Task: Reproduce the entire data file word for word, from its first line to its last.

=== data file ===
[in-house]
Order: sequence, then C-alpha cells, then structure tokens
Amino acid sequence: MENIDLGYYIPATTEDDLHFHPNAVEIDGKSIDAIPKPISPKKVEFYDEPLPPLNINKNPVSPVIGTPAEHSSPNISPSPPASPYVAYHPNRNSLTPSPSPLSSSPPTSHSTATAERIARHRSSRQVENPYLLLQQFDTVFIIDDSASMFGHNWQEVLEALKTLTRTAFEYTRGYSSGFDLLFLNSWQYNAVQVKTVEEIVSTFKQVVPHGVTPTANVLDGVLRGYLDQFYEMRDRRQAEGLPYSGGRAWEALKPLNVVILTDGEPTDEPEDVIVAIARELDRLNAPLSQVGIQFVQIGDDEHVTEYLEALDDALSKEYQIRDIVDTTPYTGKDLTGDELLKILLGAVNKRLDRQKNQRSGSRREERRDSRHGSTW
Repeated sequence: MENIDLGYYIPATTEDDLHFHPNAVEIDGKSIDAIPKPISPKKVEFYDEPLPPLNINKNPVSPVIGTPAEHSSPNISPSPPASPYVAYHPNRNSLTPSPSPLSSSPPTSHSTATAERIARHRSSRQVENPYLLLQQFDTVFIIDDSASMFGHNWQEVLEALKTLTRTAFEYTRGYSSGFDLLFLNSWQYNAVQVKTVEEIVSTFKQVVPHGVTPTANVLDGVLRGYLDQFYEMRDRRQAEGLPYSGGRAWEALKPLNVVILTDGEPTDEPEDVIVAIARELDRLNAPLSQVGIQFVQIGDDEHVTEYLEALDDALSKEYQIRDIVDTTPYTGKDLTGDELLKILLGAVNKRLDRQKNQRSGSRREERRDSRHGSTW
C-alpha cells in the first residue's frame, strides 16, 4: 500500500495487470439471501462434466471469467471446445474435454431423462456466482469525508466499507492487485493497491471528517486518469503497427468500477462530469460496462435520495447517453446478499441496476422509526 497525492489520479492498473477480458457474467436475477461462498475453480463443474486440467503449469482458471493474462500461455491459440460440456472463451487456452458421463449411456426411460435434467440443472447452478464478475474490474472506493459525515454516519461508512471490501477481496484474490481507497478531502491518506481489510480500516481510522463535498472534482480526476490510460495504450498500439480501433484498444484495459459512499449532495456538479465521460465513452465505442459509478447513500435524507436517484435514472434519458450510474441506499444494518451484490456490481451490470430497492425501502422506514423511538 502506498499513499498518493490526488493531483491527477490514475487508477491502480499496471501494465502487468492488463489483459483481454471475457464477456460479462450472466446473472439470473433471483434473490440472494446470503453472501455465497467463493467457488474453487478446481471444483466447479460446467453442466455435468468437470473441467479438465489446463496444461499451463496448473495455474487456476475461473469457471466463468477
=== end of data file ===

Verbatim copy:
[in-house]
Order: sequence, then C-alpha cells, then structure tokens
Amino acid sequence: MENIDLGYYIPATTEDDLHFHPNAVEIDGKSIDAIPKPISPKKVEFYDEPLPPLNINKNPVSPVIGTPAEHSSPNISPSPPASPYVAYHPNRNSLTPSPSPLSSSPPTSHSTATAERIARHRSSRQVENPYLLLQQFDTVFIIDDSASMFGHNWQEVLEALKTLTRTAFEYTRGYSSGFDLLFLNSWQYNAVQVKTVEEIVSTFKQVVPHGVTPTANVLDGVLRGYLDQFYEMRDRRQAEGLPYSGGRAWEALKPLNVVILTDGEPTDEPEDVIVAIARELDRLNAPLSQVGIQFVQIGDDEHVTEYLEALDDALSKEYQIRDIVDTTPYTGKDLTGDELLKILLGAVNKRLDRQKNQRSGSRREERRDSRHGSTW
Repeated sequence: MENIDLGYYIPATTEDDLHFHPNAVEIDGKSIDAIPKPISPKKVEFYDEPLPPLNINKNPVSPVIGTPAEHSSPNISPSPPASPYVAYHPNRNSLTPSPSPLSSSPPTSHSTATAERIARHRSSRQVENPYLLLQQFDTVFIIDDSASMFGHNWQEVLEALKTLTRTAFEYTRGYSSGFDLLFLNSWQYNAVQVKTVEEIVSTFKQVVPHGVTPTANVLDGVLRGYLDQFYEMRDRRQAEGLPYSGGRAWEALKPLNVVILTDGEPTDEPEDVIVAIARELDRLNAPLSQVGIQFVQIGDDEHVTEYLEALDDALSKEYQIRDIVDTTPYTGKDLTGDELLKILLGAVNKRLDRQKNQRSGSRREERRDSRHGSTW
C-alpha cells in the first residue's frame, strides 16, 4: 500500500495487470439471501462434466471469467471446445474435454431423462456466482469525508466499507492487485493497491471528517486518469503497427468500477462530469460496462435520495447517453446478499441496476422509526 497525492489520479492498473477480458457474467436475477461462498475453480463443474486440467503449469482458471493474462500461455491459440460440456472463451487456452458421463449411456426411460435434467440443472447452478464478475474490474472506493459525515454516519461508512471490501477481496484474490481507497478531502491518506481489510480500516481510522463535498472534482480526476490510460495504450498500439480501433484498444484495459459512499449532495456538479465521460465513452465505442459509478447513500435524507436517484435514472434519458450510474441506499444494518451484490456490481451490470430497492425501502422506514423511538 502506498499513499498518493490526488493531483491527477490514475487508477491502480499496471501494465502487468492488463489483459483481454471475457464477456460479462450472466446473472439470473433471483434473490440472494446470503453472501455465497467463493467457488474453487478446481471444483466447479460446467453442466455435468468437470473441467479438465489446463496444461499451463496448473495455474487456476475461473469457471466463468477